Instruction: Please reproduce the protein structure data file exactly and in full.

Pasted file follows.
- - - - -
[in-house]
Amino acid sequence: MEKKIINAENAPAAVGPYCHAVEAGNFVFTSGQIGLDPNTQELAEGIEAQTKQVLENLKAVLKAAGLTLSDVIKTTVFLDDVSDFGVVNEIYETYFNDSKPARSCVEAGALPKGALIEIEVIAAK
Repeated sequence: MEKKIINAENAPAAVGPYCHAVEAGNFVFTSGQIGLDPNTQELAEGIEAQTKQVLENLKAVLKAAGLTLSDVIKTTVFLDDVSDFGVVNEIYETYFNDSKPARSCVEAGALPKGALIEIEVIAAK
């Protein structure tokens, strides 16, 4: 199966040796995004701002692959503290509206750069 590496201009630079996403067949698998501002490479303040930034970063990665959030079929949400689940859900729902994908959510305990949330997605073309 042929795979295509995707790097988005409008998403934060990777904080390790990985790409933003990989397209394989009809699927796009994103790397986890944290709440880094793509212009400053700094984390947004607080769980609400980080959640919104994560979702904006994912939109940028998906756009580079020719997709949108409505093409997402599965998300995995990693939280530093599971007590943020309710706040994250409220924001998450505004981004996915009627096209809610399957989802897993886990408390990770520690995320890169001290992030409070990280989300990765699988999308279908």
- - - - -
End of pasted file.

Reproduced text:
[in-house]
Amino acid sequence: MEKKIINAENAPAAVGPYCHAVEAGNFVFTSGQIGLDPNTQELAEGIEAQTKQVLENLKAVLKAAGLTLSDVIKTTVFLDDVSDFGVVNEIYETYFNDSKPARSCVEAGALPKGALIEIEVIAAK
Repeated sequence: MEKKIINAENAPAAVGPYCHAVEAGNFVFTSGQIGLDPNTQELAEGIEAQTKQVLENLKAVLKAAGLTLSDVIKTTVFLDDVSDFGVVNEIYETYFNDSKPARSCVEAGALPKGALIEIEVIAAK
């Protein structure tokens, strides 16, 4: 199966040796995004701002692959503290509206750069 590496201009630079996403067949698998501002490479303040930034970063990665959030079929949400689940859900729902994908959510305990949330997605073309 042929795979295509995707790097988005409008998403934060990777904080390790990985790409933003990989397209394989009809699927796009994103790397986890944290709440880094793509212009400053700094984390947004607080769980609400980080959640919104994560979702904006994912939109940028998906756009580079020719997709949108409505093409997402599965998300995995990693939280530093599971007590943020309710706040994250409220924001998450505004981004996915009627096209809610399957989802897993886990408390990770520690995320890169001290992030409070990280989300990765699988999308279908």